The research groups have analysed blood samples from umbilical cords and compared the level of a group of fats known as phospholipids. The results of the studies show that low levels of phospholipids increase the risk of the child developing the autoimmune disease type 1 diabetes early in life.
The studies are relatively small, and before any recommendations can be given, the results must be verified in larger, observational clinical trials. However, the findings are interesting, according to the researchers behind the studies. They hope to start clinical trials next year.
“In the long term, the studies raise the question of nutritional supplements in pregnancy, just as supplements of folic acid are currently recommended”, says Åke Lernmark, Professor of Experimental Diabetes Research at Lund University Diabetes Centre and one of the authors of the Swedish study.
The study compared levels of phospholipids in the cord blood of 76 healthy children and 76 who had developed type 1 diabetes before the age of eight. Phospholipids are a type of fat that we get from the food we eat. Foods rich in phospholipids include soya beans and egg yolk. Phospholipids can also be taken as a nutritional supplement.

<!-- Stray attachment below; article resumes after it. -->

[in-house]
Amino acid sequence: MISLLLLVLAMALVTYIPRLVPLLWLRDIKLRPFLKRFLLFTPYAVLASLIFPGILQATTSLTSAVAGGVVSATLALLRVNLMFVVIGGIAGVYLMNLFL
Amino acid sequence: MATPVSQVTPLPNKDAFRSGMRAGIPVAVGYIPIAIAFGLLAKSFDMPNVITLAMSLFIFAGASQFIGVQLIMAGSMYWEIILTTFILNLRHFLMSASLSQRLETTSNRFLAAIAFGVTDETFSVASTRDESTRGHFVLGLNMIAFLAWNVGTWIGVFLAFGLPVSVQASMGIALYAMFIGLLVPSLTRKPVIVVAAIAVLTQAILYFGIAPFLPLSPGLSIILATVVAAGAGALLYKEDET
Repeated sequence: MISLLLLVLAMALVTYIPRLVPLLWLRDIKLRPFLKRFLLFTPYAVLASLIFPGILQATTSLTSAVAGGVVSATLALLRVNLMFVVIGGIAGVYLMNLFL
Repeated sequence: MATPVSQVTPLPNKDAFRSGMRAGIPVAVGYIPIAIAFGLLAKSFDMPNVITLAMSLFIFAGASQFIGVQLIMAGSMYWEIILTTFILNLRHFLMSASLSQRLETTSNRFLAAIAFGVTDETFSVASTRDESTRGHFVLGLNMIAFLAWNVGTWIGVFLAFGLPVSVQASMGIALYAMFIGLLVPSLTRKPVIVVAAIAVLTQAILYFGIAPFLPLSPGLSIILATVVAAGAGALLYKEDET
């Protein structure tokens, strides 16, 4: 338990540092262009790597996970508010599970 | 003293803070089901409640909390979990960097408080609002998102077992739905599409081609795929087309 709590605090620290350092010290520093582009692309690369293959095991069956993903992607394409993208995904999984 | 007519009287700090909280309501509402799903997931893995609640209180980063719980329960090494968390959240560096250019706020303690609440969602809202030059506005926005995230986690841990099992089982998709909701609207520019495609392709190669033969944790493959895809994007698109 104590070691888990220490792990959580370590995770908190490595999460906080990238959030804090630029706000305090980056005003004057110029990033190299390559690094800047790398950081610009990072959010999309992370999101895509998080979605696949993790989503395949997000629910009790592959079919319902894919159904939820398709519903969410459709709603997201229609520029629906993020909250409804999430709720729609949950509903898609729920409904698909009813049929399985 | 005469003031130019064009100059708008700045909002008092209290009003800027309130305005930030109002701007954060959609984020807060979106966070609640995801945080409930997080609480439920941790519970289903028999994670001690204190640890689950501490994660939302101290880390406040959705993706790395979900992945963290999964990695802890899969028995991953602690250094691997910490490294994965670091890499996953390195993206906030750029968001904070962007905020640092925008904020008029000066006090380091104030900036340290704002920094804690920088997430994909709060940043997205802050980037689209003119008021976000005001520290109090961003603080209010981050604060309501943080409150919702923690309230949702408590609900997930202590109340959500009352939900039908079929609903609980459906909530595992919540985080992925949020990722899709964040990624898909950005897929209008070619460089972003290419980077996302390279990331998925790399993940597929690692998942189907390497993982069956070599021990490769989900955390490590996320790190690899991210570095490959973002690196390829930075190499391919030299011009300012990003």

The two groups of 76 children were matched to each other in pairs. Factors taken into account included gender, birth weight, and age of mother as well as genetic risk profile for type 1 diabetes. The one major difference was the development of diabetes.
“The most important result was that the children who developed the disease before the age of five had been born with a deficiency of phospholipids. This is interesting because we know that the immune system is dependent on phospholipids”, says Åke Lernmark, continuing:
“It may be the case that the deficiency of phospholipids weakens the cells that are supposed to protect us from autoimmune diseases such as type 1 diabetes.”
A definite connection was only observed among those children who developed diabetes before the age of five, not among the older children in the study. One explanation could be that there were too few children in that group to achieve statistical significance.
“However, it could also be the case that there is a different disease mechanism among the youngest children that has a more aggressive course. We don’t know yet”, says Åke Lernmark.
The Finnish study, in which cord blood from 39 diabetic children and 39 healthy children was compared, the researchers found a connection between a deficiency of phospholipids and type 1 diabetes. The fact that two independent studies have achieved the same results reinforces the connection.
“Before we know whether expectant mothers should take supplements of phospholipids during pregnancy to reduce the risk of diabetes, our results need to be verified in clinical trials on pregnant women, and before that we need to find out if there are risks associated with excess intake of phospholipids”, says Åke Lernmark, who hopes that Lund University Diabetes Centre can start this type of study sometime next year.
‘Decreased cord-blood phospholipids in young age at onset type 1 diabetes’
Åke Lernmark, Professor of Experimental Diabetes Research, Lund University
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